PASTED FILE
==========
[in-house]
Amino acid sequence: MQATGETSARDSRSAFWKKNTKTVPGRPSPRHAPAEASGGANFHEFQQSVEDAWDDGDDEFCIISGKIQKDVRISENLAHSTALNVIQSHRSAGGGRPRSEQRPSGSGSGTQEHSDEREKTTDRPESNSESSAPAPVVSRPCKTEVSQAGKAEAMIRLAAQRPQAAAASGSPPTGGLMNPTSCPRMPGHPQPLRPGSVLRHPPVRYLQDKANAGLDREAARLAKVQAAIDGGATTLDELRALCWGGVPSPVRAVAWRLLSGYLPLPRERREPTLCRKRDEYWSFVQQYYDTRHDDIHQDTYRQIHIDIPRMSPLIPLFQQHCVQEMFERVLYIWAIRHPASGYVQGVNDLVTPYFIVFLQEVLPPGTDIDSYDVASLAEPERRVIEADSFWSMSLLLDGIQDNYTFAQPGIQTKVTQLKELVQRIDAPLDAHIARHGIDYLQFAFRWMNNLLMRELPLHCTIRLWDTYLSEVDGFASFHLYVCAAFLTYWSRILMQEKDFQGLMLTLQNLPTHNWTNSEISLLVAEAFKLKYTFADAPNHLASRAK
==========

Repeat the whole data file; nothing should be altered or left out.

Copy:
[in-house]
Amino acid sequence: MQATGETSARDSRSAFWKKNTKTVPGRPSPRHAPAEASGGANFHEFQQSVEDAWDDGDDEFCIISGKIQKDVRISENLAHSTALNVIQSHRSAGGGRPRSEQRPSGSGSGTQEHSDEREKTTDRPESNSESSAPAPVVSRPCKTEVSQAGKAEAMIRLAAQRPQAAAASGSPPTGGLMNPTSCPRMPGHPQPLRPGSVLRHPPVRYLQDKANAGLDREAARLAKVQAAIDGGATTLDELRALCWGGVPSPVRAVAWRLLSGYLPLPRERREPTLCRKRDEYWSFVQQYYDTRHDDIHQDTYRQIHIDIPRMSPLIPLFQQHCVQEMFERVLYIWAIRHPASGYVQGVNDLVTPYFIVFLQEVLPPGTDIDSYDVASLAEPERRVIEADSFWSMSLLLDGIQDNYTFAQPGIQTKVTQLKELVQRIDAPLDAHIARHGIDYLQFAFRWMNNLLMRELPLHCTIRLWDTYLSEVDGFASFHLYVCAAFLTYWSRILMQEKDFQGLMLTLQNLPTHNWTNSEISLLVAEAFKLKYTFADAPNHLASRAK